Dozens arrested in Nepal anti-charter protest

Nepalese walk past closed shops during a strike called by the Nepal Federation of Indigenous Nationalities demanding secularism in the new constitution in Kathmandu on August 24, 2015.

KATHMANDU - Nepal police Monday arrested dozens of demonstrators against a proposed new constitution after they forced shops to close on the second day of a nationwide strike, the latest protest against the document.

Lawmakers tabled a revised draft of the new constitution in parliament for discussion late Sunday, increasing anger over its plan to restructure Nepal as a federal state comprising seven provinces.

Demonstrators say the new internal borders discriminate against historically marginalised communities, including the Madhesis from the south and Tharus from the southwest plains.

"We have arrested about 47 protesters while they tried to forcefully shut down shops and obstruct vehicles in the capital," police spokesman Kamal Singh Bam told AFP.

Another 43 demonstrators were arrested on the first day of the strike on Sunday.

Bickering lawmakers this month sought to resolve the issue of internal borders, agreeing to carve out six provinces, and later added a seventh.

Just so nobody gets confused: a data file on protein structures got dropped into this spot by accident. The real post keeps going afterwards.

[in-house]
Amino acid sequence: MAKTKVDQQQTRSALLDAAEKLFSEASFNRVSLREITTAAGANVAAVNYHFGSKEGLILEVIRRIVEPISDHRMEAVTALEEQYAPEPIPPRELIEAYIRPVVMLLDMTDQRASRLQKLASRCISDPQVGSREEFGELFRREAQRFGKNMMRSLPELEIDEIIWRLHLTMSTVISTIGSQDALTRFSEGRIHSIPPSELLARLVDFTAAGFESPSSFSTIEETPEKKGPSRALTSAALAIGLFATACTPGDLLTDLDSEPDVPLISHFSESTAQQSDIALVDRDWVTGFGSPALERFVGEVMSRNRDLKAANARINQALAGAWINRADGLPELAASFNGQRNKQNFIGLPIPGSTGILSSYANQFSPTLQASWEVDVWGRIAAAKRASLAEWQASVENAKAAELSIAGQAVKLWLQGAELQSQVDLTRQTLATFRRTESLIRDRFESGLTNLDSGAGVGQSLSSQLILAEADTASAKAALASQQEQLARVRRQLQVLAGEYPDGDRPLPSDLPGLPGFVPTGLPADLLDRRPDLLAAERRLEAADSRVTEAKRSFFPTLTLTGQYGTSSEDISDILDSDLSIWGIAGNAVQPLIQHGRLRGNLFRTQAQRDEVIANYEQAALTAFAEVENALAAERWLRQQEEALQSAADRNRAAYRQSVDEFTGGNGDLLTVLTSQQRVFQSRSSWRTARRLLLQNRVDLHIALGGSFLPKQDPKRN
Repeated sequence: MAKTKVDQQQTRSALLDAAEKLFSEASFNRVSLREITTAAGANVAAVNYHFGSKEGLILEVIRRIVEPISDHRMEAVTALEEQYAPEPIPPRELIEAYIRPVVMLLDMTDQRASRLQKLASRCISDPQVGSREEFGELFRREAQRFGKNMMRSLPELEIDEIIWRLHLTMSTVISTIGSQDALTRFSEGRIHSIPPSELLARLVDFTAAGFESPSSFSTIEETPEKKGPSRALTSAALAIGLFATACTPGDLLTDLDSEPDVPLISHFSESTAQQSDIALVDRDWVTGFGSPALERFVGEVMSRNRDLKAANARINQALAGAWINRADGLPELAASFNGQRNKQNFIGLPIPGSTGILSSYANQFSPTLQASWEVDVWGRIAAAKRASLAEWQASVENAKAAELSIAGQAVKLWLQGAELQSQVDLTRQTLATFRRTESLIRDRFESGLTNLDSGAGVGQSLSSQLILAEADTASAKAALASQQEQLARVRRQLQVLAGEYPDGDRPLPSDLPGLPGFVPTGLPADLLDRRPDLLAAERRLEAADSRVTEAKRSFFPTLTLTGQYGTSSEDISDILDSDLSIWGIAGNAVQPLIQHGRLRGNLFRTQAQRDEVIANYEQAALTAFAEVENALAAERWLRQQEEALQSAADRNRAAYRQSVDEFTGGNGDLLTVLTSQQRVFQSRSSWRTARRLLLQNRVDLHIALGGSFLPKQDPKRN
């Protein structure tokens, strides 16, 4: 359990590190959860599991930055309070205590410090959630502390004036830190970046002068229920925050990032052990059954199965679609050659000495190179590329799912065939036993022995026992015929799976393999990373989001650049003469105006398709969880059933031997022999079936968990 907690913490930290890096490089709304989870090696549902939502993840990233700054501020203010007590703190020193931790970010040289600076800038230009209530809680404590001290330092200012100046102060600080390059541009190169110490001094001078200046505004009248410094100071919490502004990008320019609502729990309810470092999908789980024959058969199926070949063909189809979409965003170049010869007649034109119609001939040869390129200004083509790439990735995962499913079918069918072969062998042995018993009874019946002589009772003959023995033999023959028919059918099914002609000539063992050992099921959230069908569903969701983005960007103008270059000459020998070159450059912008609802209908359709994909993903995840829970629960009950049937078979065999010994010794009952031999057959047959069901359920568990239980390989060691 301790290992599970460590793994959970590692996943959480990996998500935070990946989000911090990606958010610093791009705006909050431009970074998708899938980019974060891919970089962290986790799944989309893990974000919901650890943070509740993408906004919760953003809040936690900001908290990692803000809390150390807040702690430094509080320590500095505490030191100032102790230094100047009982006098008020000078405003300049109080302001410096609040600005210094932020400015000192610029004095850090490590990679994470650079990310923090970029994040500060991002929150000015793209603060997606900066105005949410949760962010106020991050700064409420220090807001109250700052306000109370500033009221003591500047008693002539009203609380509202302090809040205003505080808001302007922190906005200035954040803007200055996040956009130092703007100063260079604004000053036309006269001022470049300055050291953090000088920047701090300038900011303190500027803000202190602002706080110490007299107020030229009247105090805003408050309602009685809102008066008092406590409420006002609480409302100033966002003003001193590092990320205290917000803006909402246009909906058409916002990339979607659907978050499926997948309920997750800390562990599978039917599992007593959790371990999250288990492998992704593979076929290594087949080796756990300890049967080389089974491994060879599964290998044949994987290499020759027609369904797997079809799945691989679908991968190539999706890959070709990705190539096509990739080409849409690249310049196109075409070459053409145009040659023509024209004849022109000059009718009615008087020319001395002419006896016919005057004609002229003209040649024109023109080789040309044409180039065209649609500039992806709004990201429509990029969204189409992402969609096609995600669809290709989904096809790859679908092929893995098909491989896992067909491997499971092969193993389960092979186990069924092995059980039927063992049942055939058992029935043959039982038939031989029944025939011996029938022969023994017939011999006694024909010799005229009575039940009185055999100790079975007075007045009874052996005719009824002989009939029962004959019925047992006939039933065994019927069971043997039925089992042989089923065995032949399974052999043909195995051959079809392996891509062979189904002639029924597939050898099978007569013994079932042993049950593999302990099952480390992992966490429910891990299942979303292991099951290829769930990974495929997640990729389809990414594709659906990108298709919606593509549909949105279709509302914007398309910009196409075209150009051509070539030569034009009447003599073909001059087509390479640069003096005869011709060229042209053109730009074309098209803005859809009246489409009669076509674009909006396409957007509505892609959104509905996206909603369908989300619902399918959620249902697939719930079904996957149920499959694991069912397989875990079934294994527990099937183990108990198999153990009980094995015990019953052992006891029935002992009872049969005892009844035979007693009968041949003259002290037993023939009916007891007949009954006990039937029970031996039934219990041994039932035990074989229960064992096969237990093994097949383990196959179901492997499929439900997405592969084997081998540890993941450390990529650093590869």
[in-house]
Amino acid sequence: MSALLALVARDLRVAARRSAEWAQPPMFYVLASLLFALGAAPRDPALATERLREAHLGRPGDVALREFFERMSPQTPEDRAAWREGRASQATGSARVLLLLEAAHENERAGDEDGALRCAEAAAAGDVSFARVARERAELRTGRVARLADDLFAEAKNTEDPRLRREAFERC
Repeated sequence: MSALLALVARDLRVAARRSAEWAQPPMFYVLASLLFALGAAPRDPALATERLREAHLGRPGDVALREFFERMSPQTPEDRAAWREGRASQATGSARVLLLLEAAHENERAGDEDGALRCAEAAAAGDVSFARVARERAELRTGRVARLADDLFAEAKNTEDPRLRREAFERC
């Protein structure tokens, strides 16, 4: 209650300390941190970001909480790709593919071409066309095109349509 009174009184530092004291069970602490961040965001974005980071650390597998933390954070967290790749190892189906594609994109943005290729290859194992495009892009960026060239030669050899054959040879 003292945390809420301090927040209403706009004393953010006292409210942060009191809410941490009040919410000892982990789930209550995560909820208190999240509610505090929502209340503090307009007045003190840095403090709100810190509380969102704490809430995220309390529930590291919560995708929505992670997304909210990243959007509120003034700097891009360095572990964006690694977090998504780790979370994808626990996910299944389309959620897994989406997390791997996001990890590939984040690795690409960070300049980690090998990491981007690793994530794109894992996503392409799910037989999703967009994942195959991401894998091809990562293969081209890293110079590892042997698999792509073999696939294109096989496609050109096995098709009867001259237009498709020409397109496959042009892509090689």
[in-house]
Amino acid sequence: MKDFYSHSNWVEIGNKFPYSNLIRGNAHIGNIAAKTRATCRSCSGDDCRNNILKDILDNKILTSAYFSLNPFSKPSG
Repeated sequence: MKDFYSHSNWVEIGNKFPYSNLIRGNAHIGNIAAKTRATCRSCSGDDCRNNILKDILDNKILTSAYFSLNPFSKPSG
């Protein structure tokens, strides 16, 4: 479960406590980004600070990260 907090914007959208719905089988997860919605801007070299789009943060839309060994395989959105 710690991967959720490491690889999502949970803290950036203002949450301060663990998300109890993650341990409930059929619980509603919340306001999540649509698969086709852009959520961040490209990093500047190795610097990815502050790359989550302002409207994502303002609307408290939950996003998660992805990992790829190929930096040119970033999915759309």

But the changes failed to appease protesters, throwing the country into turmoil with a string of strikes that have left many Nepalis frustrated over the impact on livelihoods already devastated by April's earthquake which killed more than 8,800 people.

"This is all politics, but what we really care about is our livelihood and safety," said Kabir Tamang, a taxi driver who defied the shutdown and turned up to work.

"There is risk, but how can I stop working every time someone calls a strike?" the 29-year-old told AFP.

Nepal's main political parties struck a breakthrough deal on the charter in June after the earthquake helped bring a halt to seemingly endless squabbling between rival parties that had left the impoverished Himalayan nation in political limbo.

But the deal left the crucial issue of internal borders unresolved.

Work on a new national constitution began in 2008 following a decade-long Maoist insurgency that left an estimated 16,000 people dead and brought down the 240-year-old Hindu monarchy.